History Forgotten and Discarded

My name is Bob Dymek. I'm a GWOT vet. I own & operate a small military museum and need your help saving our history. In 2016, I incorporated GHQ Military Preservation Group and Museum, a 501c non-profit organization, with its mission to preserve our military history and heritage to pass on to future generations. We offer everyone the opportunity to see and learn about the contributions and sacrifices of our armed forces to this nation and the world.

My museum is MOBILE for two reasons. 1. Keep operating costs down and 2. To bring my exhibits to those that are unable to travel long distances to brick and mortar museums. I’m also one of only a few MOBILE military museums in the country. We are an all volunteer group and build displays, transport, setup exhibits and speak to the public about our history and personal experiences in the service. Most of the memorabilia used in the displays is donated by veterans and family members of veterans who passed away or purchased with occasional financial donations. Some collections allow us to exhibit a veterans complete life story and service history.

Two things kept standing out while talking with the public: Finding out that our history was being thrown away or being placed in the trash by family members who did not know where to donate it. Other times items were taken to local historical or veterans organizations to be told they had no room or interest in the items. Thinking they weren’t worth anything, they were then thrown away to rot in a landfill or buried in the bottom of a closet or an attic never to be seen again. There was an instance when a footlocker containing the possessions of a World War II Marine was found sitting by a dumpster. Left by whom? We’ll never know, but saved by a patriot who could not allow that history to be lost.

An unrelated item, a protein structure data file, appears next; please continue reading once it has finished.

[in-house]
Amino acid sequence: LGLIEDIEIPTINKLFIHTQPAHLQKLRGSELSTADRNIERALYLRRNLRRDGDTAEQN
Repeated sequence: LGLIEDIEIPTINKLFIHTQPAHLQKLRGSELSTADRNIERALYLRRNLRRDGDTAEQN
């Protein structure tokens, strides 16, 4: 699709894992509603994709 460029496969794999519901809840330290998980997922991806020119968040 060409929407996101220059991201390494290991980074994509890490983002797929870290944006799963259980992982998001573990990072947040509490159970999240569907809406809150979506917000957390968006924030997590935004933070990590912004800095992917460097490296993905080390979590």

The other thing that stood out was that at events younger people asked for information and clarification about our history. Younger generations are often confused about military history. Our volunteers are always glad to help or to just listen to the many stories veterans tell us about their experience. It is a very moving and humbling experience to witness a Vietnam vet who comes up to a display, puts his hand on the M60 machine gun and tells his story of being a gunner and how that gun saved him and his fellow soldiers time and time again during the Vietnam War, not taking his hand off until he was finished and then heading on his way.

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